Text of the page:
Friday, February 20, 2009

Bouble B IT is taking a break

After a long year of projects, postponing posts due to lack of time and a lo-ot of allnighters, yours truly is finally taking taking a little vacation. It's been 5 years since my last one, so I'll make this one count!
Fear not, I should be back on Monday, March 2nd with new posts. I'm preparing one as a response to Blogless' "Is Wordle good?", plus, lots of new stuff on visualization and C# programming (which I've been neglecting lately).
See you soon...


Tuesday, February 17, 2009

More on bad graphs

Ok, following on my very acid mood this week and after I read Nathan's from Flowing Data latest post on JP Morgan's Market Cap, which I had already seen and criticized back in January (only not on this blog), I decided to bring that little demon back and speak my mind once again.

First, let's take a glance at the graph:

The basics: Blue circles mean the market value pre-crisis and green circles mean the market value as of late January '09, both in the realm of billions of dollars.
The goal: show how hard everyone took it and given the scenario, how well JP Morgan managed not to lose as much value.
The error: trying to map 1-D values in 2-D objects without much attention to it.

So what's the big deal? The big deal is that when you use circles to map numbers, you HAVE TO remember that they are 2-D objects and as such, they have areas, which the cerebral cortex cars much more that ratio or diameter. What this means is that your brain cares much more about that area than about how tall that ellipse might be.

So how should the circles look like? Well, Rena Corda showed the world a revised version of it, here it is:

Can you see the difference? Ok, ok, maybe you don't find it that huge, but it is noticeable and as such, should be taken into account. We all know that statistics can be shown in many forms to make viewers/users agree more or less with the presenter's point of view and I personally think that this is a good thing, but there is a limit as to how much that can be used and JP Morgan's graph borders unethical information usage.
Let me know what you think...


Thursday, February 12, 2009


This week, I stumbled upon a new text visualization: Text2Image, by Ted Davis. The concept is not at all new, basically put, it takes an array of characters and after processing, creates a sequence of colored blocks. Very poetic, very colorful, but also very mysterious. Although it seems to generate consistent results, there is no clue whatsoever as to how they are constructed, why different colors are chosen and why some letters generate longer strings of blocks.
Very interesting to play with, though!


Monday, February 9, 2009

Why visualization is to be taken carefully

Visualization is a form of art (ok, maybe for those of us who can't really draw, but it's still a form of art!) and as such, there might be some discordance concerning choice of colors, movement, proportions and so many other aspects. As any other form of art, designers can too take critics personally. I hope that either that's not the case for the responsible for the design I'll be talking about here or he/she doesn't read this blog.
Anyway, lets get it started.
Last year, Business Week published a very interesting article on Solar Energy Panels and how the supply and demand theory had and would affect their prices. Along with the article, BW published the following graph:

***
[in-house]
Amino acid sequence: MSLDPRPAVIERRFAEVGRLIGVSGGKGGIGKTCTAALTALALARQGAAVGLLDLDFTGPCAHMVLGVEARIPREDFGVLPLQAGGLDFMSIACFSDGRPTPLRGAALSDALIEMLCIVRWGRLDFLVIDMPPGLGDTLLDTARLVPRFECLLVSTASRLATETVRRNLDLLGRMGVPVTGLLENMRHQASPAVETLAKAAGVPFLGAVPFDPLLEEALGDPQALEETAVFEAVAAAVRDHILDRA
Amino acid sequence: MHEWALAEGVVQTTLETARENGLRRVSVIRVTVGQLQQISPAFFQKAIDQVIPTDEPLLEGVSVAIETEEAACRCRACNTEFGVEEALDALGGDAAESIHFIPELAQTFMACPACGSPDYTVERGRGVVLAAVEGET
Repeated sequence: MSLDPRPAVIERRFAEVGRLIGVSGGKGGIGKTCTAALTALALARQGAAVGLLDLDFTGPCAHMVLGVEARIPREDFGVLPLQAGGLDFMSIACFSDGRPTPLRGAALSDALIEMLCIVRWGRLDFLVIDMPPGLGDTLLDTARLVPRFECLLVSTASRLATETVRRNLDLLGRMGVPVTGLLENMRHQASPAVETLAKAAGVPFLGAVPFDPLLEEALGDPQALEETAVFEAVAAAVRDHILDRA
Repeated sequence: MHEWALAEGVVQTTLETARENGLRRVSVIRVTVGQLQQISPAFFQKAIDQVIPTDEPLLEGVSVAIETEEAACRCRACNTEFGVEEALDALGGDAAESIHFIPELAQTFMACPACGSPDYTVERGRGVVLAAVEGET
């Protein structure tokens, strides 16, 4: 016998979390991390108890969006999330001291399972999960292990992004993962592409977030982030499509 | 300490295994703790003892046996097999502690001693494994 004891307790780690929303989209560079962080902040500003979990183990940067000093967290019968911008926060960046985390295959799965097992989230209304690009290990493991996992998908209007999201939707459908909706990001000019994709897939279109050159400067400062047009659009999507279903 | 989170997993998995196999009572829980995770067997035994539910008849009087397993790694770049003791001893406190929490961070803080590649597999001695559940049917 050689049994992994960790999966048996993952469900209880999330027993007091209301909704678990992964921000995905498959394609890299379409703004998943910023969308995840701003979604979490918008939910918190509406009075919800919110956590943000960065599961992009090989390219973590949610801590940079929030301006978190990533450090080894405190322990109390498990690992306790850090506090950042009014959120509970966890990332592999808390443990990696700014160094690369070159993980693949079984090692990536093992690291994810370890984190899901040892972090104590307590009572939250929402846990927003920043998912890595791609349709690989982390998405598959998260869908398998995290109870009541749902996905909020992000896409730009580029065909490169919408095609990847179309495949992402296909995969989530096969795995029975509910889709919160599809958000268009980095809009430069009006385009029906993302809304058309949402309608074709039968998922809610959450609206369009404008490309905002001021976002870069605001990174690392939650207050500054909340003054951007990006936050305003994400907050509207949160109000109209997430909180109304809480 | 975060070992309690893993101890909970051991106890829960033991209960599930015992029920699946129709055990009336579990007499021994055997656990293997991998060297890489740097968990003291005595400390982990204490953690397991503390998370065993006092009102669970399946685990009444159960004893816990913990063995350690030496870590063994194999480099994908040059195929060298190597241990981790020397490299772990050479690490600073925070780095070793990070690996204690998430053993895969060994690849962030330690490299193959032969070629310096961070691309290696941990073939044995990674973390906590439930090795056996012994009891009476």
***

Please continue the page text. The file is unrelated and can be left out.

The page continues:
First of all, this is not a very simple graph to fully understand since the buckets are not well specified. This is sort of covered in the main article, but the graph itself doesn't bring much to the table. Second of all, we can only see the most recent years of concrete data ('07 and '08), which is less than the projection of future prices ('09 to '12). Second of all, not everyone is accustomed to the unit of measure: Dollars per Kg per year. Last, but most significantly, the most important part of the graph - the forecast part - has absolutely no information aggregated to even give us a hint to why that is or to how much the prices will be in '12. We know the price will range from more then $0.00 and less then $100.00 and I can guess that they might range from $25.00 to $50.00, but there is absolutely no reason for the viewer to have to guess that value.
In summary, it's clear that this graph has not been completely thought through. There are a number of ways to depict the information and if you're quite sure how, I personally don't think you should try to get fancy, just use the most common graphs with attractive colors and whatnot. And even if you are used to building graphs and visualizations, it's a good idea to have hallway tests - if you don't know what hallway testing is, you should really read this article by Joel On Software.
I hope I wasn't too hard on my critics, let me know what you think.

Graph seen on Junk Charts


Wednesday, February 4, 2009

"I Lego NY"

Last week, January 30th, Hans Beck, creator of Playmobil left this world after a long serious illness. Even though Lego and Playmobil are competitors, the idea is basically the same. After I read the news about Beck's tragic death (sadly, I was out for the holiday so I did not read about it until this morning), I couldn't help but recollect Christoph Niemann's I Lego N.Y., published last Monday, Feb. 2nd, on NY Times' Abstract City. It's simple, it's direct, it's delightful! Gotta love meaningful minimalism.

All images from original post

Check the rest of the photos here.


Tuesday, February 3, 2009

The new inconvenient truth

The present music running the American Economy... Sad, but true!
Using Microsoft Songsmith to analyze the numbers of the crisis, this visualization shows how bad the situation got over time... It's amazing how depressing the songs get when they come close to today's scenario.